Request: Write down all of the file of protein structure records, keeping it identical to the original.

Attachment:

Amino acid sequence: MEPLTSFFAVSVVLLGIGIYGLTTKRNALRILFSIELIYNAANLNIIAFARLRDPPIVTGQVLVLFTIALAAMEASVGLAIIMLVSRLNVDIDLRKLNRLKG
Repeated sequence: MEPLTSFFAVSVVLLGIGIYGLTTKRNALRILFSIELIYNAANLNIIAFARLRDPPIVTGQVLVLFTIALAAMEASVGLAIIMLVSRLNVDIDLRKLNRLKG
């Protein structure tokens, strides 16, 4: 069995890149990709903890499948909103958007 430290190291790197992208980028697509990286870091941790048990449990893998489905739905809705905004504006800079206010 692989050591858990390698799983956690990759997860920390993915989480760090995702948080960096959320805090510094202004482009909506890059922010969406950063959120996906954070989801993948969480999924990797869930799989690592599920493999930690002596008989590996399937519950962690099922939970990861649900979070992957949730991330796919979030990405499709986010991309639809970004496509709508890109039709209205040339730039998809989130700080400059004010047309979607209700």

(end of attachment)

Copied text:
Amino acid sequence: MEPLTSFFAVSVVLLGIGIYGLTTKRNALRILFSIELIYNAANLNIIAFARLRDPPIVTGQVLVLFTIALAAMEASVGLAIIMLVSRLNVDIDLRKLNRLKG
Repeated sequence: MEPLTSFFAVSVVLLGIGIYGLTTKRNALRILFSIELIYNAANLNIIAFARLRDPPIVTGQVLVLFTIALAAMEASVGLAIIMLVSRLNVDIDLRKLNRLKG
């Protein structure tokens, strides 16, 4: 069995890149990709903890499948909103958007 430290190291790197992208980028697509990286870091941790048990449990893998489905739905809705905004504006800079206010 692989050591858990390698799983956690990759997860920390993915989480760090995702948080960096959320805090510094202004482009909506890059922010969406950063959120996906954070989801993948969480999924990797869930799989690592599920493999930690002596008989590996399937519950962690099922939970990861649900979070992957949730991330796919979030990405499709986010991309639809970004496509709508890109039709209205040339730039998809989130700080400059004010047309979607209700």